ABS, or preferably ASA which is "a better ABS", is probably your main option. ASA holds up better under UV/sunlight and is easier to print (less warping). Like ABS it should be printed with ventilation, and benefits some from an enclosure but can be done without it or with a primitive one (cardboard box).
Another great option would be TPU. It's not subject to a glass transition temperature above room temperature (my understanding is that technically its $T_g$ is very very cold, but that may be a misunderstanding) and does not really warp/deform permanently until you reach temperatures near what you could print it at. I've used it as a mold for melting crayons in an oven at 175 ˚F (80 ˚C) with no problem. Depending on your perspective it could be easier or harder than ABS to print. If your extruder is bad at handling flex materials you might have to go really slow, or you might have trouble with jamming on retraction, but unlike ABS it has no heat/warping issues while printing and can be done even on a cold bed, and does not particularly need ventilation (although as always, be careful if you have pet birds around).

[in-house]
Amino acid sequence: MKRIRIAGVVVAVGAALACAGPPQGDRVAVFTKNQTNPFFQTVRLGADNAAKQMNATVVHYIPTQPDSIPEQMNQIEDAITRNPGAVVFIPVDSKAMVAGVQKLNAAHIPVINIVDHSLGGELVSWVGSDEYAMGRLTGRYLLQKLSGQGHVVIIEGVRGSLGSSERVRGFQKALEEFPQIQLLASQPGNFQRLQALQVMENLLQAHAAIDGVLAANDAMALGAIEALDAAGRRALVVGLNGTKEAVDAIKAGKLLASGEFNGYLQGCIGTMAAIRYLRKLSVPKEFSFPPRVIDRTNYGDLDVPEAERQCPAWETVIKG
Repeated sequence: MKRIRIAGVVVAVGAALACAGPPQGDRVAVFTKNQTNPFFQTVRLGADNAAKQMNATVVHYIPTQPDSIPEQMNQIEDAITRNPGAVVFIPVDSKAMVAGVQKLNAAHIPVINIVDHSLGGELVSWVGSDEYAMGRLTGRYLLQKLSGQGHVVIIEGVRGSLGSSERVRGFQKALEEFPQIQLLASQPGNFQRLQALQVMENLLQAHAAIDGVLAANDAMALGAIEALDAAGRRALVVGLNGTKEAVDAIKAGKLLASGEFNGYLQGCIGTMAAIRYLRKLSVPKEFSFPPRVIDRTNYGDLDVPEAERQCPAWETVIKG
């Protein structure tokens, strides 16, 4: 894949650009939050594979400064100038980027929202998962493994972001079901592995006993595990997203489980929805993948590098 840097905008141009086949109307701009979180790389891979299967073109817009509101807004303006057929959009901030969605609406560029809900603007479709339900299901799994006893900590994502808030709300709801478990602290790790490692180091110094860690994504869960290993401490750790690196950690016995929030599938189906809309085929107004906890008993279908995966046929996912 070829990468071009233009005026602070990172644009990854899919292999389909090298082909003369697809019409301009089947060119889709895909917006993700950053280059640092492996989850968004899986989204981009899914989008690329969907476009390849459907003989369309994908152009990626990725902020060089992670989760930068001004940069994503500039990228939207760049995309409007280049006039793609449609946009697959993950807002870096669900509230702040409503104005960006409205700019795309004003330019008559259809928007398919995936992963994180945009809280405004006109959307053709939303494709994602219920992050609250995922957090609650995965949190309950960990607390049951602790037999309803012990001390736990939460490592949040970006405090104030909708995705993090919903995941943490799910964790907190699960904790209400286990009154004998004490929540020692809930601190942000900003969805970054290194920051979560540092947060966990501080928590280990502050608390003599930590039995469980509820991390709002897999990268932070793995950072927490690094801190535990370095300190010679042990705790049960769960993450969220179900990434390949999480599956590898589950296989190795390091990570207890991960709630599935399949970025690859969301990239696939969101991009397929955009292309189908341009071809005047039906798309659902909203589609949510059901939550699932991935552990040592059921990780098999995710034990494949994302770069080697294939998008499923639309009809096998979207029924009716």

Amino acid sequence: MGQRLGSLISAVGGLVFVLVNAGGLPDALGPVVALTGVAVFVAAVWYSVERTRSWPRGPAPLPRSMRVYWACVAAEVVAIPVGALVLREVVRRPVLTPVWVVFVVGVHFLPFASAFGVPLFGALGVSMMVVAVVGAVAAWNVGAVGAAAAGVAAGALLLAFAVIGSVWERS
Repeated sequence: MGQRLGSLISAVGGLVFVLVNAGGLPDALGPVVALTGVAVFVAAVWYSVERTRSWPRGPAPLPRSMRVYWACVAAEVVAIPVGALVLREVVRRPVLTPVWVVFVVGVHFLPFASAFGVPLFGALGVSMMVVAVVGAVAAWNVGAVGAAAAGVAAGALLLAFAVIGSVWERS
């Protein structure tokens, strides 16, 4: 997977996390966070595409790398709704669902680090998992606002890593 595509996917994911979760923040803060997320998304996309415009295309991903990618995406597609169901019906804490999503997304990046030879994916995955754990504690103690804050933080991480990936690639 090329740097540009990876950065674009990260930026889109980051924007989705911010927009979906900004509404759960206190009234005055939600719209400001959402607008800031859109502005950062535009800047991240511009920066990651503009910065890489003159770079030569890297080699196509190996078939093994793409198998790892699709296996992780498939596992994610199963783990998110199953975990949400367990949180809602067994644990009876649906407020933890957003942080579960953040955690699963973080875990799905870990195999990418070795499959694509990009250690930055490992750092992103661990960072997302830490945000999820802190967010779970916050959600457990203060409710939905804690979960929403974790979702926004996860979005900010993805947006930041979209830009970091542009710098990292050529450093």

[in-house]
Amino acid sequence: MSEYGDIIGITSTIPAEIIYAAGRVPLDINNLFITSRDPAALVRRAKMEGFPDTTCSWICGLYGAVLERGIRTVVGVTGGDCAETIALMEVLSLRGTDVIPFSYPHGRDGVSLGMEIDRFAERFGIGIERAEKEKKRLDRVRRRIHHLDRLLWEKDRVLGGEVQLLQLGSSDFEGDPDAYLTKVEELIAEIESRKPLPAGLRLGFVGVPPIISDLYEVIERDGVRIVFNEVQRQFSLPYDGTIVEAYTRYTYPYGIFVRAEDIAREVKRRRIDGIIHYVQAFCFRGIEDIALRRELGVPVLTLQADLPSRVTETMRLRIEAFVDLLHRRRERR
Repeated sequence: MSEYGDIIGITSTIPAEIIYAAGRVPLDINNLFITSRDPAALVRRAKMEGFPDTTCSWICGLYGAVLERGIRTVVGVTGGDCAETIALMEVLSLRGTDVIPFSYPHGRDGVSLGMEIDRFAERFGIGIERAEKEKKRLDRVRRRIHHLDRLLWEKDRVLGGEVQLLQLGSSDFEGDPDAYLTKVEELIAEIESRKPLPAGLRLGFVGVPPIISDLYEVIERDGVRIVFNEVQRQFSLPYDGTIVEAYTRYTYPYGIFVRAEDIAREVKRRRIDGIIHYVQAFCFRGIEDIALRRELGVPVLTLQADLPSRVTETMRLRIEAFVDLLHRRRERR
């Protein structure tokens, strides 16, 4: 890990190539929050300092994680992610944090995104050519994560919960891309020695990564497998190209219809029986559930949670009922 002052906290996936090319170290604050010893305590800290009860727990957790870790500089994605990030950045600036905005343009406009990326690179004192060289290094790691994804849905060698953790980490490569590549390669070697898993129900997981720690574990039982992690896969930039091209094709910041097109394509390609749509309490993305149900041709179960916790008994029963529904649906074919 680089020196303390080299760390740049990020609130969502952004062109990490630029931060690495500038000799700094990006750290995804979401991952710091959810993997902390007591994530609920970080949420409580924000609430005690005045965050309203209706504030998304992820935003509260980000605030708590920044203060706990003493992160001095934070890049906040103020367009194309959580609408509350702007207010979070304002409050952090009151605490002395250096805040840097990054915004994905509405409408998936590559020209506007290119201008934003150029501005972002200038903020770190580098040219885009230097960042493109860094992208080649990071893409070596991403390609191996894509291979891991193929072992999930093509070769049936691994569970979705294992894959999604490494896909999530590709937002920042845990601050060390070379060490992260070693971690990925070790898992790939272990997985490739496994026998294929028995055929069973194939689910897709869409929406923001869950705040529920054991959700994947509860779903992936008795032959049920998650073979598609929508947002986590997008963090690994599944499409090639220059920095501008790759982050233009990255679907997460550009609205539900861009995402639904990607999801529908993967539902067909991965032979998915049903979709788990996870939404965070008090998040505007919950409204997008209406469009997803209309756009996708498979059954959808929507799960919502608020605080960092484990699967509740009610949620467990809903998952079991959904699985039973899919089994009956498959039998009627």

Note that while TPU is considered a "flex" material, it can be fairly rigid at high infill with rigid infill patterns like triangles or cubic, or printed 100% solid, especially if you go with harder variants. 95A is typically the highest you see but sometimes you can find 98A.